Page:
F-35, STOVL, Joint Force: will Italy follow the British path?

On Oct. 19, 2010, British Prime Minister David Cameron unveiled the key changes to the Britain military that will be introduced as part of the Strategic Defence and Security Review. Among them:
– decommissioning of the the Invincible-class aircraft carrier HMS Ark Royal;
– cancellation of the Nimrod MRA.4 programme;
– early retirement of the Harrier fleet in order to retain a reduced number of Tornado GR.4s;
– early retirement of the Sentinel R.1 which entered in service in Dec. 2008;
– early retirement of the Hercules fleet by 2022 (tactical airlift duties will be undertaken by A400Ms and A330s);
– 12 new Chinooks;
– Tristar and VC-10 (this latter used only for air-to-air refueling until retirement) withdrawal by 2013

One of the most interesting ones is the reduced planned buy of F-35s that will not be the F-35B STOVL (Short Take-Off Vertical Landing) ones but will be the carrier variant F-35Cs. The abandonment of the F-35B is tied to the decision to convert one of the two future British aircraft carriers in a “cat and trap” supercarrier, hence able to launch the planes by means of a catapult and to recover them by means of an arresting gear system.

This move will enable the Royal Air Force and Royal Navy to operate solely the F-35C naval model of the Joint Strike Fighter, with benefits in terms of interoperability, training, cost reduction etc. With an ever shrinking budget, the moment in which Italy will be compelled to lauch its own Defence review, to ensure the survival of the Services at the minimum level and the sustainability of the out-of-area operations, is not far.

In the meanwhile, what we can try to understand is: will the Aeronautica Militare (Italian Air Force, ItAF) and Marina Militare (Italian Navy, ItNy) be, sooner or later, “invited” to choose a single version? According to the current plans, the ItAF is interested in both the conventional F-35A and the F-35B STOVL variant while, the ItNy can only use the STOVL version to operate it from its current and future aircraft carriers.

The most obvious consideration that could be made is that the only variant that could satisfy the requirements of both Services is the F-35B. Compared to the A, the STOVL version has, on the “pro” side:
– a higher flexibility, being able to operate on small landing strips (this is the reason why the ItAF wants this version too) and from ships.
on the “con” side:
– less space for fuel, hence, a lower maximum range
– an external (=in pod) rather than internal gun
– a reduced flight envelope (+7 G instead of +9 G)
– it is more expensive and burns more fuel.
The rest is identical or much similar.

So, as the F-35 will replace the Tornado and AMX fleets (this latter being a priority in the near term) I think that the idea of a single type procurement based on the STOVL can’t be completely dismissed: modern scenarios, like the Afghan one, where tactical aircraft are used for Urban/CAS support or recce, are perfectly suitable for a STOVL aircraft (even if Convetional Take Off and Landing – CTOL planes, in most case, suit as fine). Furthermore, I don’t think that, in a future dominated by stealthy UAVs and UCAVs, there will be any evident advantage in flying an F-35A instead of an F-35B to war. For sure, in a future warfare regime in which targets are dispersed, hidden, mobile and well defended, operational endurance can be a key performance indicator to measure strike platforms, but not on a tactical base. We are not comparing a STOVL plane to an extended-range bomber, capable of operating from its homebase….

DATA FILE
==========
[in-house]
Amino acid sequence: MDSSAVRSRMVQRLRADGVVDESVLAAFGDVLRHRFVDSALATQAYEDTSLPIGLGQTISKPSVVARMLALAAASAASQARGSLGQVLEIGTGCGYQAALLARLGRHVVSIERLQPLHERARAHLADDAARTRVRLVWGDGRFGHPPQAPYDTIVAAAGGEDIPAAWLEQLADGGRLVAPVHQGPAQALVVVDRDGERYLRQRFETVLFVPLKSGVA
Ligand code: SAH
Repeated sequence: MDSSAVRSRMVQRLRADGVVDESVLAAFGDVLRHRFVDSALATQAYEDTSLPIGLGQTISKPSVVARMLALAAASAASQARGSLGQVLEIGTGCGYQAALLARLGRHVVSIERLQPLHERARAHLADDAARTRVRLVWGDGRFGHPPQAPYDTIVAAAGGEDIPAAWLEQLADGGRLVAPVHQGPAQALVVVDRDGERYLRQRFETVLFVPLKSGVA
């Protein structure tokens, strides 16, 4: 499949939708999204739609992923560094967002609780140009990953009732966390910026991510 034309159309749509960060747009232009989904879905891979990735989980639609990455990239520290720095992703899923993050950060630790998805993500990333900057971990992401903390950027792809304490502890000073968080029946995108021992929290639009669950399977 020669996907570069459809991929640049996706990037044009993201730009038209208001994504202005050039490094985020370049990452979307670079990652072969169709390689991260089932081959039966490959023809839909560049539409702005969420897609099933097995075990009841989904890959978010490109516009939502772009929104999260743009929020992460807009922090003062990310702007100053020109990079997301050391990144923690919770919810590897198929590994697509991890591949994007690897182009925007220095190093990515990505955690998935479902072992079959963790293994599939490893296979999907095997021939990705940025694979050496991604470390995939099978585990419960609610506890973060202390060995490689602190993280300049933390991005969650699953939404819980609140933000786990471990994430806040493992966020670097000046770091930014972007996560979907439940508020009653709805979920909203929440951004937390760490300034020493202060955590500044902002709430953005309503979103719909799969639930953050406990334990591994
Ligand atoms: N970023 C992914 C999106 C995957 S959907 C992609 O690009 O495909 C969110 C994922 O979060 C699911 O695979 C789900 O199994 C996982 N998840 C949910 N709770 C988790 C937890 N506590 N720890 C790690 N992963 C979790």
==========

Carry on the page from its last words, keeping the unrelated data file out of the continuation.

If a proper analysis capable of evaluating the benefits of using a single type of aircraft againsts the costs of buying and operating the more expensive one would suggest the purchase of the STOVL variant, I think I would not be concerned. STOVL aircraft are the perfect platform for the Forward Operating Bases of any expeditionary operation. By being deployed near to the battlefield, the STOVL aircraft are ideal for on-call tasks: even if they have a higher hourly cost, they need less fuel, since they don’t need to remain airborne in CAP, and they don’t burn too much gas for transit from departure aerodrome to the operative area, etc.

That said, I don’t know if Italy is ready for a single type of aircraft for both ItAF and ItNy capable of operating from the Cavour aircraft carrier as a single unit, something that would logically lead to the creation of a joint force similar to the British Joint Force Harrier and the subsequent proposal of reabsorbing into the Air Force, an option that the Navy might not accept…..

 

Salva

About David Cenciotti 3710 Articles
David Cenciotti is a freelance journalist based in Rome, Italy. He is the Founder and Editor of “The Aviationist”, one of the world’s most famous and read military aviation blogs. Since 1996, he has written for major worldwide magazines, including Air Forces Monthly, Combat Aircraft, and many others, covering aviation, defense, war, industry, intelligence, crime and cyberwar. He has reported from the U.S., Europe, Australia and Syria, and flown several combat planes with different air forces. He is a former 2nd Lt. of the Italian Air Force, a private pilot and a graduate in Computer Engineering. He has written four books.